By SAIL Magazine
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Additional info for BoatWorks
I soon realized that these bulkheads would have to be entirely replaced. The same was true of the small athwar tship bulkhead in the bow, but the minor rotting in other isolated areas could probably be addressed by replacing sections locally. The bow bulkhead After removing everything not permanently attached to the hull—trim, linings, overhead, cabin sole, and so on— I was ready to attack the rotten bulkheads. I decided to start at the bow and work my way aft. I drilled small 18Copyright © 2008 by SAIL Magazine.
It can be found at most lumberyards and mills. Because the old bulkhead came out more or less in one piece, I was able to use it as a template for the new one. However, the new bulkhead was a little larger than any of the hatches in the boat and therefore had to be constructed in two pieces and joined in place. I routed a 1⁄4′′ groove into each of the two halves 4′′ in from where they would join. These would later be filled with fiberglass. After I finished cutting the rough shape of the new bulkhead, there followed several trips between the saw and the bow of the boat as I whittled the new bulkhead to exactly the correct form.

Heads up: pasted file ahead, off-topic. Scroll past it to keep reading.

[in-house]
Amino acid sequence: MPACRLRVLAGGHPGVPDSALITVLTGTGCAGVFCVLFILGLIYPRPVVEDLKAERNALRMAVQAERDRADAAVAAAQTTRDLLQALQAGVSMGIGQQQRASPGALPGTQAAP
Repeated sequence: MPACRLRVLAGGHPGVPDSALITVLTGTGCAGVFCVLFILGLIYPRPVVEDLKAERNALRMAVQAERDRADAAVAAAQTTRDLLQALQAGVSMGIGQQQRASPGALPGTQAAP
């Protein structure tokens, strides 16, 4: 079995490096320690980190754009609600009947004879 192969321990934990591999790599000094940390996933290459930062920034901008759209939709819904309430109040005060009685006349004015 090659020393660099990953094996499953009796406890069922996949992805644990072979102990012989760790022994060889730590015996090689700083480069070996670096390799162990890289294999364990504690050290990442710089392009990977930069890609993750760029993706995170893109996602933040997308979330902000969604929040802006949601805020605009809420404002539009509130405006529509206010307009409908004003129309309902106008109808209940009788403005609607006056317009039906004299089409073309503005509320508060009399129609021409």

If you are able to reuse the section of deck you cut out, clean it up and grind the bonding surface with coarsegrit paper to ensure a good bond. Dry-fit it in place to make sure it will be at the right height. Remove the deck section and apply a layer of epoxy to the core surface, again following the manufacturer’s suggestions for a thick adhesive mixture. Be sure to fill all the voids under the edges and between the core squares. Place the deck section on the epoxy and hold it in place with weights, shower rods, or even screws.